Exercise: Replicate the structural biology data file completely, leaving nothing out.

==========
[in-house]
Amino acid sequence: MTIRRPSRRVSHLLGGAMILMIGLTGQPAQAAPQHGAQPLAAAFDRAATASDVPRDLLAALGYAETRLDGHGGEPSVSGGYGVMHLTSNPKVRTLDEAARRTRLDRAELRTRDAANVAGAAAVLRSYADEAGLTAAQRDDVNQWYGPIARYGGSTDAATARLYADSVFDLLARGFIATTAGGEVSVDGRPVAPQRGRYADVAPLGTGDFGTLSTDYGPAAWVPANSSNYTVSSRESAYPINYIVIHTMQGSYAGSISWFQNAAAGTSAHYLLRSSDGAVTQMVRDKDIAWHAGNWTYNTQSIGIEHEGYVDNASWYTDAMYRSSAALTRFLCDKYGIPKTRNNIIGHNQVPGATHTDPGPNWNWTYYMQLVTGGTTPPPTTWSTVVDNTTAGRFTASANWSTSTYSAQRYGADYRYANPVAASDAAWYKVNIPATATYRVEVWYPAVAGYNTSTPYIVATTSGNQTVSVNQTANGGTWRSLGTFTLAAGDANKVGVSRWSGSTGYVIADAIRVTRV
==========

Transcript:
[in-house]
Amino acid sequence: MTIRRPSRRVSHLLGGAMILMIGLTGQPAQAAPQHGAQPLAAAFDRAATASDVPRDLLAALGYAETRLDGHGGEPSVSGGYGVMHLTSNPKVRTLDEAARRTRLDRAELRTRDAANVAGAAAVLRSYADEAGLTAAQRDDVNQWYGPIARYGGSTDAATARLYADSVFDLLARGFIATTAGGEVSVDGRPVAPQRGRYADVAPLGTGDFGTLSTDYGPAAWVPANSSNYTVSSRESAYPINYIVIHTMQGSYAGSISWFQNAAAGTSAHYLLRSSDGAVTQMVRDKDIAWHAGNWTYNTQSIGIEHEGYVDNASWYTDAMYRSSAALTRFLCDKYGIPKTRNNIIGHNQVPGATHTDPGPNWNWTYYMQLVTGGTTPPPTTWSTVVDNTTAGRFTASANWSTSTYSAQRYGADYRYANPVAASDAAWYKVNIPATATYRVEVWYPAVAGYNTSTPYIVATTSGNQTVSVNQTANGGTWRSLGTFTLAAGDANKVGVSRWSGSTGYVIADAIRVTRV